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Xi's 3rd term could be full of challenges for Taiwan and world: Report

Chinese President Xi Jinping was elected as general secretary of the 20th Central Committee of the Communist Party of China, however, it may prove disastrous for world peace, as well as Taiwan

China President Xi Jinping. (Photo: Bloomberg)

China's President Xi Jinping (Photo: Bloomberg)

ANI Asia
Chinese President Xi Jinping was elected as general secretary of the 20th Central Committee of the Communist Party of China (CPC) and secured an unprecedented third term, however, it may prove disastrous for world peace, as well as, Taiwan.
Chinese leaders know that only by raising national sentiment, can they be able to overcome people's growing frustration in the country, reported The HK Post.
Invariably, it is rhetoric and President Jinping seems to have resorted to it to divert the attention of the public, who feel stifled and subjugated under the draconian CPC regime.
The zero-Covid policy has exposed China's cruelty towards its own people, when in the name of public safety, city after city was put under severe lockdown for months without the proper arrangement for food, water, and medicines for residents.
Hit hard by zero-Covid policy, the economy and the employment situation in the country are in dire strait. Chinese social media outlets like Weibo and WeChat are full of stories of individual trials and tribulations.
In this regard, several experts predict, the third term of Xi Jinping as China's President could be full of challenges for the East Asian country and the world as well. There is a possibility, the Indo-Pacific region could be a theatre of war in the immediate future.
Moreover, Xi's statement at the weeklong 20th National Congress has blown away any hope of seeing the globe rinsed off the threat and geopolitical tension very soon.
He emphasized safeguarding China's core interests (read it as the country's territorial claims), strengthening military capabilities and non-abandoning the use of force for the reunification of Taiwan, reported The HK Post.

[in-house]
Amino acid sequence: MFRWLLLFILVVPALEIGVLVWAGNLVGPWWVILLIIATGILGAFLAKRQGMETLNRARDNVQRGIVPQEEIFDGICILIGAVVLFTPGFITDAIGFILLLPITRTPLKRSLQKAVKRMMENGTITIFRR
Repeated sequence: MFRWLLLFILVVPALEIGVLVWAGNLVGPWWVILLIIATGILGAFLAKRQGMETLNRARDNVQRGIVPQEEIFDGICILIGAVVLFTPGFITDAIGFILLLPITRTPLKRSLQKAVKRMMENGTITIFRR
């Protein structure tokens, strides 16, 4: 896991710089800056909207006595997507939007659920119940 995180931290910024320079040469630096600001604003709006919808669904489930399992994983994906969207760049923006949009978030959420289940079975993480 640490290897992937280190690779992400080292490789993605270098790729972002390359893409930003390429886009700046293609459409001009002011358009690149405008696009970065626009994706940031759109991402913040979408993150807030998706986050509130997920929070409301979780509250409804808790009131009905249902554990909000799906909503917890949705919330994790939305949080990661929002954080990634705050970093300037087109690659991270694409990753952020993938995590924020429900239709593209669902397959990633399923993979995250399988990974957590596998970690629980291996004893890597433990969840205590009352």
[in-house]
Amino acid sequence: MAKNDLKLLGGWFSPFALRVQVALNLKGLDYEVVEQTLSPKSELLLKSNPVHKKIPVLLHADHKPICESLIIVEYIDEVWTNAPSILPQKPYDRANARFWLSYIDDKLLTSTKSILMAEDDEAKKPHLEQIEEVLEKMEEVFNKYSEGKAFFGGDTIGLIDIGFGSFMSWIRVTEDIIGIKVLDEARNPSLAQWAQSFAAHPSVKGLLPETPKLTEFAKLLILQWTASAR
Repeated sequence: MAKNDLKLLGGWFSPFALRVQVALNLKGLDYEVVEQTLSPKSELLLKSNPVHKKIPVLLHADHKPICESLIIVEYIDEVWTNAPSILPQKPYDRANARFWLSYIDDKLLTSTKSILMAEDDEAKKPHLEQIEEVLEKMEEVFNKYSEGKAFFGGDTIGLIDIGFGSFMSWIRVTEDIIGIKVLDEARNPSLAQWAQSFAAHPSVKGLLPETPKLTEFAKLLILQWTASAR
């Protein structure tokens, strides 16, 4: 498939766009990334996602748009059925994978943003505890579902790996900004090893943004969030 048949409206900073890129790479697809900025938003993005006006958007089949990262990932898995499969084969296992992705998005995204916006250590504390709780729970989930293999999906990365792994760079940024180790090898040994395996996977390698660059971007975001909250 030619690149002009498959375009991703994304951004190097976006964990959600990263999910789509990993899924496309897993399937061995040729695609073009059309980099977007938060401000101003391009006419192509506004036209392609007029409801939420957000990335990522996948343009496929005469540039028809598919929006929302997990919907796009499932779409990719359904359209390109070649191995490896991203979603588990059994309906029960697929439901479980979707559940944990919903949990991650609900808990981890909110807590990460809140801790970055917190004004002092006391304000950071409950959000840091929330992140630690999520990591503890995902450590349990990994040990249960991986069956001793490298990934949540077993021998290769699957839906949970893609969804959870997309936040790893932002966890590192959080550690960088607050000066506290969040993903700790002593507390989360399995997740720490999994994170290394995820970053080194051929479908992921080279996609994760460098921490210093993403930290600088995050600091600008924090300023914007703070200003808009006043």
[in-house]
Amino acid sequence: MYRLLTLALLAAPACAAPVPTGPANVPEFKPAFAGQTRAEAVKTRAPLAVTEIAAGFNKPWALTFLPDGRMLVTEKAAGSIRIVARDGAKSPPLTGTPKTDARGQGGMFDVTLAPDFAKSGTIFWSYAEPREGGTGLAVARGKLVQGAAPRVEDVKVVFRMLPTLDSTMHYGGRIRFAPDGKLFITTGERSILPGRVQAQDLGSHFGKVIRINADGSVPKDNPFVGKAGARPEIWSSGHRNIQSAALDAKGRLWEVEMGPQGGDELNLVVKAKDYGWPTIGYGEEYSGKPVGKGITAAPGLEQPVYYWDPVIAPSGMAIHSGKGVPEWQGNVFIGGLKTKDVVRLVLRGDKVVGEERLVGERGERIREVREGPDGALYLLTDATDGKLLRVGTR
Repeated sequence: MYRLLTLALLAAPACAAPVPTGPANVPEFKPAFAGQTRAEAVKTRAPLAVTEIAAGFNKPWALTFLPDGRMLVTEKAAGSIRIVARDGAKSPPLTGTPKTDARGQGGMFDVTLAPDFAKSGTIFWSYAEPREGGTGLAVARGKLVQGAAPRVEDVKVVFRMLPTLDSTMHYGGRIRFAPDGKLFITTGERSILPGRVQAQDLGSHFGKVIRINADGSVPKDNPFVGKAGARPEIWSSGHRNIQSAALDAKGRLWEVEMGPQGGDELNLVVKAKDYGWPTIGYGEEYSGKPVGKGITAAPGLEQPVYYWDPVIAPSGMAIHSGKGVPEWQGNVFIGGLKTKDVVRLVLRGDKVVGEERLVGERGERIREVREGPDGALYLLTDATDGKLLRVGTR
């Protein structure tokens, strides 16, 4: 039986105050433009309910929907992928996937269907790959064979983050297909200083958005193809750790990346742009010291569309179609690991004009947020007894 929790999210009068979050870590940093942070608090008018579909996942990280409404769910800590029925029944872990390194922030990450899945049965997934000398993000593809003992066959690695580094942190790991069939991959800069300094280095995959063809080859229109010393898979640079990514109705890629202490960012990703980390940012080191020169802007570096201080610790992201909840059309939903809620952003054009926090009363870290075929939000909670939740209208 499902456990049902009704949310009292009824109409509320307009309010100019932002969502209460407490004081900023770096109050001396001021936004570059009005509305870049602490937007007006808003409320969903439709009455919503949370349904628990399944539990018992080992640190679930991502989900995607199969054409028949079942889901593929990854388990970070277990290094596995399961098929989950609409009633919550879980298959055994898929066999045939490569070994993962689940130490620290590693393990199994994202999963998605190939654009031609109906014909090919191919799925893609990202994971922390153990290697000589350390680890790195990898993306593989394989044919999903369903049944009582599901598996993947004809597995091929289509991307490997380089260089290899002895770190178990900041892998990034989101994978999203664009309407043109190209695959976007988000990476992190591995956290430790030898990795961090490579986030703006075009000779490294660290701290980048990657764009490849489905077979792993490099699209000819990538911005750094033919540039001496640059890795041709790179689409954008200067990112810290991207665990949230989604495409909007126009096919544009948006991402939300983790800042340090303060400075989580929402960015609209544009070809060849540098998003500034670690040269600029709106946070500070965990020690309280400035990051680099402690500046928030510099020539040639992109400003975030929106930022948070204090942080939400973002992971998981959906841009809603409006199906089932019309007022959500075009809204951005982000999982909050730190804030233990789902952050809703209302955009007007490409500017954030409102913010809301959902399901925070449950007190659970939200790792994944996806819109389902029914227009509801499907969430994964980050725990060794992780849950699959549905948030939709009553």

This leaves little room for speculation about China's move in the next five-year, given that it continues to project its military might in the Indo-Pacific region where Taiwan's unification by force will pit it against the US, triggering a possible war between the two countries.
Therefore, for the recession-hit world, which is grappling with a food and fuel crisis--on account of Russia's invasion of Ukraine, Xi Jinping's statement has come as a bolt from the blue, reported The HK Post.
In the background of the fact that Beijing, which has the world's second-largest military budget after the US, is ratcheting up defence technologies. It is trying to extend the reach of its ballistic missiles, building two more aircraft carriers (it has currently three aircraft carriers); it has a military post in Djibouti and is secretly developing new ones on foreign shores like Cambodia and Kiribati: it has signed a security agreement with the Solomon Islands this year in April, which will allow it to deploy forces to protect Chinese personnel and major projects in the Solomon Islands.
China is also investing hugely in the professional training of its armed forces. A UK-based media report recently claimed that China is luring in ex-British military pilots with large sums of money to pass on their expertise to the Chinese military, reported The HK Post.
The British public broadcaster said up to 30 former UK military pilots are thought to have gone to China to train members of the People's Liberation Army.
There are also media reports of China poaching former military personnel from other countries to train its armed forces. Australian Defence Minister Richard Marles has said he has ordered the department to probe claims that ex-Australian military pilots were recruited by a flight school in South Africa to work in China.
By hiring these retired pilots from Britain, Australia or New Zealand, China will not only help its military learn the ways foreign pilots operate advanced aircraft, the East Asian country is also preparing for possible conflict with Taiwan and neighbouring countries in the foreseeable future.

(Only the headline and picture of this report may have been reworked by the Business Standard staff; the rest of the content is auto-generated from a syndicated feed.)

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First Published: Oct 23 2022 | 9:14 PM IST

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